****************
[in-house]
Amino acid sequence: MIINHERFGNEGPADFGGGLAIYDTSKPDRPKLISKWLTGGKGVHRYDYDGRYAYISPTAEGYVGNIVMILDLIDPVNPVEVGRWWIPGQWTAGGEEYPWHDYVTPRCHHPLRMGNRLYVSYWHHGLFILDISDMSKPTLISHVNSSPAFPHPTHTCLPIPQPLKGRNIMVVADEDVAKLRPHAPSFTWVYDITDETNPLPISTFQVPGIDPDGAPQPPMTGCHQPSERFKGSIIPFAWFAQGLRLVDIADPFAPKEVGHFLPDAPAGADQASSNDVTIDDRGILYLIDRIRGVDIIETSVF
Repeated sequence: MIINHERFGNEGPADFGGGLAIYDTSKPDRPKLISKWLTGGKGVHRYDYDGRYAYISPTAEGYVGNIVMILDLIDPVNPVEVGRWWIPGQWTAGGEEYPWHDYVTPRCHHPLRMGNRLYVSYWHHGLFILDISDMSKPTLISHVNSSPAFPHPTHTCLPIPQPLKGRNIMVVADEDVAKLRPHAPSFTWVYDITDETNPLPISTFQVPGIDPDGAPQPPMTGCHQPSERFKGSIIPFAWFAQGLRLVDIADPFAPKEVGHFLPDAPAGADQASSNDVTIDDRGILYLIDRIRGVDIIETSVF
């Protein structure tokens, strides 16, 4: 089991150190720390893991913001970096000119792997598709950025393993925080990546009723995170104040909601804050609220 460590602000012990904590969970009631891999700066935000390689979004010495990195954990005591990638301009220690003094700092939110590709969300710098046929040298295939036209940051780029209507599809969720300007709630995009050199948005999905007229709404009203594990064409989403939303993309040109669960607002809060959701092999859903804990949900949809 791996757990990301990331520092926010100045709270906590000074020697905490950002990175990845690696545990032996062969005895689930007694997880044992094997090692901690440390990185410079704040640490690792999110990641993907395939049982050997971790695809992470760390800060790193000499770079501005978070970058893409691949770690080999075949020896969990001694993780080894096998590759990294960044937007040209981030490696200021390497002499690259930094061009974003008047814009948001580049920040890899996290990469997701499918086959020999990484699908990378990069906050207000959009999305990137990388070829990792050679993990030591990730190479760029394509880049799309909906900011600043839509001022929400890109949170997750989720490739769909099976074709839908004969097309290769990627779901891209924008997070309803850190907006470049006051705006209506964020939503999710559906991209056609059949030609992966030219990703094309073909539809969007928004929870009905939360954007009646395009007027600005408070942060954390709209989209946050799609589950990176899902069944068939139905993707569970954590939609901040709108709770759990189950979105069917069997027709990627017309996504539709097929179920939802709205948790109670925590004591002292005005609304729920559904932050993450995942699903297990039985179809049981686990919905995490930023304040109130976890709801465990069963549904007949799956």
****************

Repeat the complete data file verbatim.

[in-house]
Amino acid sequence: MIINHERFGNEGPADFGGGLAIYDTSKPDRPKLISKWLTGGKGVHRYDYDGRYAYISPTAEGYVGNIVMILDLIDPVNPVEVGRWWIPGQWTAGGEEYPWHDYVTPRCHHPLRMGNRLYVSYWHHGLFILDISDMSKPTLISHVNSSPAFPHPTHTCLPIPQPLKGRNIMVVADEDVAKLRPHAPSFTWVYDITDETNPLPISTFQVPGIDPDGAPQPPMTGCHQPSERFKGSIIPFAWFAQGLRLVDIADPFAPKEVGHFLPDAPAGADQASSNDVTIDDRGILYLIDRIRGVDIIETSVF
Repeated sequence: MIINHERFGNEGPADFGGGLAIYDTSKPDRPKLISKWLTGGKGVHRYDYDGRYAYISPTAEGYVGNIVMILDLIDPVNPVEVGRWWIPGQWTAGGEEYPWHDYVTPRCHHPLRMGNRLYVSYWHHGLFILDISDMSKPTLISHVNSSPAFPHPTHTCLPIPQPLKGRNIMVVADEDVAKLRPHAPSFTWVYDITDETNPLPISTFQVPGIDPDGAPQPPMTGCHQPSERFKGSIIPFAWFAQGLRLVDIADPFAPKEVGHFLPDAPAGADQASSNDVTIDDRGILYLIDRIRGVDIIETSVF
């Protein structure tokens, strides 16, 4: 089991150190720390893991913001970096000119792997598709950025393993925080990546009723995170104040909601804050609220 460590602000012990904590969970009631891999700066935000390689979004010495990195954990005591990638301009220690003094700092939110590709969300710098046929040298295939036209940051780029209507599809969720300007709630995009050199948005999905007229709404009203594990064409989403939303993309040109669960607002809060959701092999859903804990949900949809 791996757990990301990331520092926010100045709270906590000074020697905490950002990175990845690696545990032996062969005895689930007694997880044992094997090692901690440390990185410079704040640490690792999110990641993907395939049982050997971790695809992470760390800060790193000499770079501005978070970058893409691949770690080999075949020896969990001694993780080894096998590759990294960044937007040209981030490696200021390497002499690259930094061009974003008047814009948001580049920040890899996290990469997701499918086959020999990484699908990378990069906050207000959009999305990137990388070829990792050679993990030591990730190479760029394509880049799309909906900011600043839509001022929400890109949170997750989720490739769909099976074709839908004969097309290769990627779901891209924008997070309803850190907006470049006051705006209506964020939503999710559906991209056609059949030609992966030219990703094309073909539809969007928004929870009905939360954007009646395009007027600005408070942060954390709209989209946050799609589950990176899902069944068939139905993707569970954590939609901040709108709770759990189950979105069917069997027709990627017309996504539709097929179920939802709205948790109670925590004591002292005005609304729920559904932050993450995942699903297990039985179809049981686990919905995490930023304040109130976890709801465990069963549904007949799956």